I’ll work under the assumption that you have seen The Lying Detective by now, since BBC Sherlock has aired both in the UK and on PBS in the US. If not, and you don’t want to be spoiled, do not proceed.
That said, I have a variety of scattered thoughts.
-Sherlock is starting to repeat itself. Dying is what people do, the character that sets the honey trap, etc.
-I did like our villain. He was pretty darned villainous without being Moriarty level bad. I did find it odd that they ascribed CHAS’s trait of being the worst kind of worst to him instead of Magnusson last season. It’s a minor detail that probably only bugs me.
-If I wanted to watch Trainspotting, I would watch Trainspotting. While Sherlock walking the walls was a nice effect, I kept on my guard for the appearance of a dead Rosie the entire rest of the episode.
-Where the heck WAS Rosie? She became an ephemeral non-character for me because we didn’t see her, and she was only mentioned a handful of times. Roughly three. It was like they were trying to distance themselves from a child they don’t know what to do with?
-I doubt they’re going to kill her. We’ve just pulled John up by the bootstraps, losing his child would be too crushing of a blow. The problem is, the child is a problem. She has to go away. It’s very easy to do when you make her less of a real person.
-John kind of redeemed himself, and he’s slightly less of a piece of trash. But still, texting (maybe sexting) some woman while your wife is in the next room feeding your daughter is not only skeevy, but seems almost out of character for a man who, while a chaser of tail, is about duty.
-John was sexting Sherlock’s sister. SO many implications.
-Hallucinations of a dead wife are actually quite serious. He SHOULD get that looked at. I know it was a plot device, but man, it’s overused. It was overused years upon years ago when NCIS did it. And at least everyone had the decency to hallucinate the character.
-You don’t bounce back from double kidney failure. As far as I know the only solution is a transplant. Sometimes, with Sherlock, I can’t tell if Sherlock is an unreliable narrator, the writing is shoddy, and they’ve just let the medical or science side slide. Unfortunately, that stuff makes or breaks a show like this for me. If Sherlock is going to be making epic deductions that we’re supposed to buy into the truth of, I feel like we need to have solid realism with medicine and science. Sometimes I wonder if this show even has a medical consultant, which it really does need if you’re going to have two doctors on the show.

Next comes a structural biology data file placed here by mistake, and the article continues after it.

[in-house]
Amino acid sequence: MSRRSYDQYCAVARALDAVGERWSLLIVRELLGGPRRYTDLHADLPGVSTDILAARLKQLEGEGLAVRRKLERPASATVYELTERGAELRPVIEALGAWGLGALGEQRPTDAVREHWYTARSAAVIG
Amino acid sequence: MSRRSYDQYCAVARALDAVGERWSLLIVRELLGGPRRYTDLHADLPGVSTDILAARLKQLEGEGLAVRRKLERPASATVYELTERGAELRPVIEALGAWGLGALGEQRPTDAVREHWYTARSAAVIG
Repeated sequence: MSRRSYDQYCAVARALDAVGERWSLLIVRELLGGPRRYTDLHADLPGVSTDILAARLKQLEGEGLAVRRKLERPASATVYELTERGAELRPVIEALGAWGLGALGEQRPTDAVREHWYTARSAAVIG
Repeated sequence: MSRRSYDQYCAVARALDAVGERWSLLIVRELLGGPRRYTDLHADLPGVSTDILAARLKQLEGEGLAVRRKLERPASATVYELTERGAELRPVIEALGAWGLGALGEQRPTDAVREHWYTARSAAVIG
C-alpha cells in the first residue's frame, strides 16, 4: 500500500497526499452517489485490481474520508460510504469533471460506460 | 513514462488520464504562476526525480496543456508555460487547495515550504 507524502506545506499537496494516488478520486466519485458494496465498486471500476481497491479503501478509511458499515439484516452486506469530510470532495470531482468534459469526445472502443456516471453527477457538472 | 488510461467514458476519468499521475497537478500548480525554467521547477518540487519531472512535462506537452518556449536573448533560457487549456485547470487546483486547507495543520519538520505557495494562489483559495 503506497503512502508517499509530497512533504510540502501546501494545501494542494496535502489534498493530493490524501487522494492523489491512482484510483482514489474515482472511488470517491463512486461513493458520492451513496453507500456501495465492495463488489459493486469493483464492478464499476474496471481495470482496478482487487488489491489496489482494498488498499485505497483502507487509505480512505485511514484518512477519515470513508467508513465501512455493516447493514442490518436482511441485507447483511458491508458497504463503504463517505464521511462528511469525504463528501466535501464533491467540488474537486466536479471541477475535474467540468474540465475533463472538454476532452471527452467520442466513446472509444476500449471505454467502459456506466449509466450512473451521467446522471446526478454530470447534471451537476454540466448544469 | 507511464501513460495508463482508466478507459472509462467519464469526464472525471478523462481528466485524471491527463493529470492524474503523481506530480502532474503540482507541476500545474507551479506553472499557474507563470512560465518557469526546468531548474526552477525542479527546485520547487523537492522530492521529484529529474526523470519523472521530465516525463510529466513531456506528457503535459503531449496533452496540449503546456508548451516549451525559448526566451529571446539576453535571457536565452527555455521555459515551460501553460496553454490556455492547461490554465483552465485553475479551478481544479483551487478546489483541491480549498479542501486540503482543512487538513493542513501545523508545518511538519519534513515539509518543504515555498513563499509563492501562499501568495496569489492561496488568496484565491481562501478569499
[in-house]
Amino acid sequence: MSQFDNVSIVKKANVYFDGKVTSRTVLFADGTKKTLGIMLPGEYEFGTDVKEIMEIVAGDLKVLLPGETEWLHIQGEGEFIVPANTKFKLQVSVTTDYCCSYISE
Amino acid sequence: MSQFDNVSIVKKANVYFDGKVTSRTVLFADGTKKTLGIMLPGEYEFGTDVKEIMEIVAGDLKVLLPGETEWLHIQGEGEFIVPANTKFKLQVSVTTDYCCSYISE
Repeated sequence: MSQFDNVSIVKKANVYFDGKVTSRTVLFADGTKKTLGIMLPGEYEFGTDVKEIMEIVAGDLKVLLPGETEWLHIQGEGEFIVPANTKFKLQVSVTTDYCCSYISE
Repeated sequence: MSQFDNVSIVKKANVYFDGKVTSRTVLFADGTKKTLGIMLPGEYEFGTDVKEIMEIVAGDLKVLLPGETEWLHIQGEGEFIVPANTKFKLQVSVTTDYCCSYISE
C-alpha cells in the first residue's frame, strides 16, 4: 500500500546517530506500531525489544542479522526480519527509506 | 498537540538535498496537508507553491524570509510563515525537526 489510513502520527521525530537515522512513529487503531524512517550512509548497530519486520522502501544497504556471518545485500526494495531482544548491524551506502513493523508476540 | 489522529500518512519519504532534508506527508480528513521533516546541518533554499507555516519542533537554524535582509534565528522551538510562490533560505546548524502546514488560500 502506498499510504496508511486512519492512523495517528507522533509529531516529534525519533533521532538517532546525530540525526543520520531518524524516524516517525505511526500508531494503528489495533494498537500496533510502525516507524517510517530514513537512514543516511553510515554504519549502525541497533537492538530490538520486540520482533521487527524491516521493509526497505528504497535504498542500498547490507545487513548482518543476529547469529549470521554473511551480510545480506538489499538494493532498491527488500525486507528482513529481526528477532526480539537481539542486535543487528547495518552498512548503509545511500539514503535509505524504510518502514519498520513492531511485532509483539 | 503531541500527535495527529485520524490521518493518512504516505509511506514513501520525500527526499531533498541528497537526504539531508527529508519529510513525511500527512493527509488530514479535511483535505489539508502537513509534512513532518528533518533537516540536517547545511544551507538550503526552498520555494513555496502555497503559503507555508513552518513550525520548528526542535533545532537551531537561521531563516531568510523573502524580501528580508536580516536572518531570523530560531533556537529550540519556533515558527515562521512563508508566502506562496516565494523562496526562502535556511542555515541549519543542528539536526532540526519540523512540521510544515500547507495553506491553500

-Molly, where have you been this series? We love Molly. I love Molly at least. She sees through Sherlock’s shit.
-Can Molly do a proper examination in just an ambulance? Again–medical realism.
-Sherlock’s advanced planning (two weeks, the cane, etc) really stretched credulity for me.
-Mrs. Hudson. Blessed Hudders. Her epicness grows. She has lived a strange and amazing life, to retire in a house with a yucky moldy basement flat (let’s talk about how the numbering of the flats doesn’t even make sense) and a crazeballs tenant in the upper floor, a smoking hot car, and gentlemen willing to drop Sherlock several times while tossing him in the trunk of the car.
-The trunk of that car is awfully roomy.
-Where does she park the thing?
-Does Molly matter or not matter? Are they making a point? Writing flaw? I can’t tell.
I’m looking forward to the last episode. We’ll see if they manage to smooth over some of my problems. And make John still less of a human trashcan. Either way, though, I feel like I’m going to be unsatisfied with Rosie’s fate.
Tammy Garrison is the author of The Twisted Blackmailer – Watson and Holmes Book 1 – the first in a new Sherlock Holmes YA series available from Amazon USA, Amazon UK, Book Depository (free worldwide shipping) & Kindle